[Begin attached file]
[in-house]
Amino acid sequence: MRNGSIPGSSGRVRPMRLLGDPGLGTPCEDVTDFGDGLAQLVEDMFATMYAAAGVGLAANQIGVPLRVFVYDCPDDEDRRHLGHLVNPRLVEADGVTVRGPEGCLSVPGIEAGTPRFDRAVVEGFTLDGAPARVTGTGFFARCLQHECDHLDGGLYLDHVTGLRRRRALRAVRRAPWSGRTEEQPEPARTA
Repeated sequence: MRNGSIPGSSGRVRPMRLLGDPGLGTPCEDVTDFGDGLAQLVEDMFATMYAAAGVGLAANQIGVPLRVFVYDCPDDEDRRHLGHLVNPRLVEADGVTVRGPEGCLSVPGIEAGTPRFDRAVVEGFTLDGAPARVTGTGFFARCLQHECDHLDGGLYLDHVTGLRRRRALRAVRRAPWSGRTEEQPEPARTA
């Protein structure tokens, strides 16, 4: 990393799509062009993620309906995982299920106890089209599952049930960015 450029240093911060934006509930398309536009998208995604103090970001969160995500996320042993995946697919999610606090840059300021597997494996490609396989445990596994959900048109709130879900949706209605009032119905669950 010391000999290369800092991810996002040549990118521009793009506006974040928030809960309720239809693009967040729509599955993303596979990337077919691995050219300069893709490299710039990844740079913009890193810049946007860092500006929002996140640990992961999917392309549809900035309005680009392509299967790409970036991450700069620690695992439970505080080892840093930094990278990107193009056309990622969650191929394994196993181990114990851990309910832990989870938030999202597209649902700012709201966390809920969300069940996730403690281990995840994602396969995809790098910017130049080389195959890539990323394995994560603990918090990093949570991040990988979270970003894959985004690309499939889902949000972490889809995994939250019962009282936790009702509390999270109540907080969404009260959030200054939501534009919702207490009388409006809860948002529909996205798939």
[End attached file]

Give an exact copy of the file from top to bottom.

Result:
[in-house]
Amino acid sequence: MRNGSIPGSSGRVRPMRLLGDPGLGTPCEDVTDFGDGLAQLVEDMFATMYAAAGVGLAANQIGVPLRVFVYDCPDDEDRRHLGHLVNPRLVEADGVTVRGPEGCLSVPGIEAGTPRFDRAVVEGFTLDGAPARVTGTGFFARCLQHECDHLDGGLYLDHVTGLRRRRALRAVRRAPWSGRTEEQPEPARTA
Repeated sequence: MRNGSIPGSSGRVRPMRLLGDPGLGTPCEDVTDFGDGLAQLVEDMFATMYAAAGVGLAANQIGVPLRVFVYDCPDDEDRRHLGHLVNPRLVEADGVTVRGPEGCLSVPGIEAGTPRFDRAVVEGFTLDGAPARVTGTGFFARCLQHECDHLDGGLYLDHVTGLRRRRALRAVRRAPWSGRTEEQPEPARTA
């Protein structure tokens, strides 16, 4: 990393799509062009993620309906995982299920106890089209599952049930960015 450029240093911060934006509930398309536009998208995604103090970001969160995500996320042993995946697919999610606090840059300021597997494996490609396989445990596994959900048109709130879900949706209605009032119905669950 010391000999290369800092991810996002040549990118521009793009506006974040928030809960309720239809693009967040729509599955993303596979990337077919691995050219300069893709490299710039990844740079913009890193810049946007860092500006929002996140640990992961999917392309549809900035309005680009392509299967790409970036991450700069620690695992439970505080080892840093930094990278990107193009056309990622969650191929394994196993181990114990851990309910832990989870938030999202597209649902700012709201966390809920969300069940996730403690281990995840994602396969995809790098910017130049080389195959890539990323394995994560603990918090990093949570991040990988979270970003894959985004690309499939889902949000972490889809995994939250019962009282936790009702509390999270109540907080969404009260959030200054939501534009919702207490009388409006809860948002529909996205798939």